I tried chasing down your wiring problem and I can't find the color match up. If you have the 712 product number I can chase another way. As close as I get, the other two wires have to do with your charging circuit but I can't find one the with the colors you mentioned. BT

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Dutch
The K-series Kohlers used several different alternator configurations. Some 712 Allis tractors used a 3 amp unregulated system. Does your tractor have a rectifier/regulator? If not, the OEM engine used an unregulated system. Before wiring can be determined, you have to know what you had and what you have now. Also, the engine swap looks nice. Are you going to now rebuild the K-301 oil burner?

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IronPony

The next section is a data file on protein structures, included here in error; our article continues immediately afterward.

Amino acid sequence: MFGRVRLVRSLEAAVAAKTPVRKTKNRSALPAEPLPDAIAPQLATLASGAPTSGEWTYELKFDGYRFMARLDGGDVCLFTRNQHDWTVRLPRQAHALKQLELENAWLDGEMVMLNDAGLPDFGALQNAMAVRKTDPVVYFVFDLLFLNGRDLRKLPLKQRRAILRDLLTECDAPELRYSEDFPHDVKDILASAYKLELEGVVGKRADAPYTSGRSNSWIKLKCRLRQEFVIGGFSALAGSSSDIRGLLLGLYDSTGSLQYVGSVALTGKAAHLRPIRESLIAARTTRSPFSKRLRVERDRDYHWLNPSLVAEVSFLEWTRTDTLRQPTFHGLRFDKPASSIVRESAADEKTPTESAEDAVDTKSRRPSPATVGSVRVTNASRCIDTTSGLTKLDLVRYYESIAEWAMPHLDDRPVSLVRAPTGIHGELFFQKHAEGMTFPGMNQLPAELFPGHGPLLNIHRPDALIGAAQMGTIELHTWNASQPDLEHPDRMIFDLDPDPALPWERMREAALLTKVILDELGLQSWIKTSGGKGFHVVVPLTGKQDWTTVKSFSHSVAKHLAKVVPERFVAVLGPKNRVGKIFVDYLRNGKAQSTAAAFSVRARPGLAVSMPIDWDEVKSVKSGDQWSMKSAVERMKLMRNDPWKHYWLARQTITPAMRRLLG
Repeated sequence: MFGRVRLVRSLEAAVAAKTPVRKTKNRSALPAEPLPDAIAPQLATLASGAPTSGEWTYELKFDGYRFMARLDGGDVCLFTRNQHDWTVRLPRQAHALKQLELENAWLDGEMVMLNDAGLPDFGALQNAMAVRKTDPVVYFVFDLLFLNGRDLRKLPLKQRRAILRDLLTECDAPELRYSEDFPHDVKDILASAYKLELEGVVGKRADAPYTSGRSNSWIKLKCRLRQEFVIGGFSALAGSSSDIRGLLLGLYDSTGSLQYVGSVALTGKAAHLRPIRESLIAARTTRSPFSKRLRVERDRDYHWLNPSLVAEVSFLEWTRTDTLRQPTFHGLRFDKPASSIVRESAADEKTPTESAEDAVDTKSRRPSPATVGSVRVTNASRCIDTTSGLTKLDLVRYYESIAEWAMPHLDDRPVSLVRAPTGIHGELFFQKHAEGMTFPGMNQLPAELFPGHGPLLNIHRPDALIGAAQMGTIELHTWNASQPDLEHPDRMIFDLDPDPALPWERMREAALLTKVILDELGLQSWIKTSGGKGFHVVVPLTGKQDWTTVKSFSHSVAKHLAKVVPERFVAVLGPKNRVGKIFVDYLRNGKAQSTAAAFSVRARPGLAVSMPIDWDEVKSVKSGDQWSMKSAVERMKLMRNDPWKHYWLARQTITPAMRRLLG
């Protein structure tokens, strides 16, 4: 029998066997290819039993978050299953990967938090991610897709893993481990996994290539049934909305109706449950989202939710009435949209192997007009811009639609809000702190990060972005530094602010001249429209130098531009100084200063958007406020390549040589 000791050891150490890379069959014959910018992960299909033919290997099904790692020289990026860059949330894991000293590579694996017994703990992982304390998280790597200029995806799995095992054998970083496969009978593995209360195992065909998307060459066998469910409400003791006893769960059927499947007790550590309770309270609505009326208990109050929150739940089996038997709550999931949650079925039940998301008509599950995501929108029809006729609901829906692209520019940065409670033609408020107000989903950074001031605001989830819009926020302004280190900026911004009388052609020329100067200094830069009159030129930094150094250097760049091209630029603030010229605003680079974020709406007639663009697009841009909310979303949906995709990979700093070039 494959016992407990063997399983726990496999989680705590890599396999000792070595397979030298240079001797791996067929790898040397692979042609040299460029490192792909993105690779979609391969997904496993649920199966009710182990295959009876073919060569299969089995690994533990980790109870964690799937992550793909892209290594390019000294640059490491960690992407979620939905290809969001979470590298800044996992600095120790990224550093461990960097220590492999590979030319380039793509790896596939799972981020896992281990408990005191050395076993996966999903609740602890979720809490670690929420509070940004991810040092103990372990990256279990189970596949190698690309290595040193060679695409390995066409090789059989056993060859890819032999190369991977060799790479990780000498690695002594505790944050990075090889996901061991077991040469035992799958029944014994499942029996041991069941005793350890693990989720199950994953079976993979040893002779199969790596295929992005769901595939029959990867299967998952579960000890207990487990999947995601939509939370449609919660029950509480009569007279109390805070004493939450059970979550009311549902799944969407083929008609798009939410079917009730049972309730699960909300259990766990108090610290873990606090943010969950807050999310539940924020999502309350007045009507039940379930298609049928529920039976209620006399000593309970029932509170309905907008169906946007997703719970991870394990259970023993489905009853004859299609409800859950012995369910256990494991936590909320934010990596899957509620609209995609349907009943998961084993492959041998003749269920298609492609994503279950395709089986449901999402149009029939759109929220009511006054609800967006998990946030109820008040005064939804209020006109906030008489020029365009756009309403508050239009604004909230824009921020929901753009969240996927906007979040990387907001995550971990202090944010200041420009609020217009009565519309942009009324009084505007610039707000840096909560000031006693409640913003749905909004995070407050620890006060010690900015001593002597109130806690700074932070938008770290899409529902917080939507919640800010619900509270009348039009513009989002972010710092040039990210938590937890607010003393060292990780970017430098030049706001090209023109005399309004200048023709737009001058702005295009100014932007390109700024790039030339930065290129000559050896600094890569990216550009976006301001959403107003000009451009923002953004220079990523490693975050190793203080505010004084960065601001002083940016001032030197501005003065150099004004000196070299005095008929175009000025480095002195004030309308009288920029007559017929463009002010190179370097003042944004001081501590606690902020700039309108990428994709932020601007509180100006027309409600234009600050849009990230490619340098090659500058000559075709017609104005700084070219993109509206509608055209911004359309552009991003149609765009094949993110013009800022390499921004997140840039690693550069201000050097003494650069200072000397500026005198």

Dutch, thanks for the reply. I have determined there is no rerulator/rectifier. on either the K301 or the K341. The 341 came off a start all unit and was set up to start off the vehicle battery that the unit was mounted in. The original starter had both the + cable and a smaller wire that went to it. Don't know where it orignated. All the numbers have worn off the ID plate. The orignal 301 has the two yelloqw wires coming out from behind the flywheel. Guess these could be charging system wires. I think I may have an engine, 341, that does not charge the starting battery?. As for the oil burner 301 - I don't have the skill or tools to do a rebuild so it sits on the bench?? Thanks again for your help. Dan

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Dutch
quote:
Originally posted by howlanddm
I think I may have an engine, 341, that does not charge the starting battery?.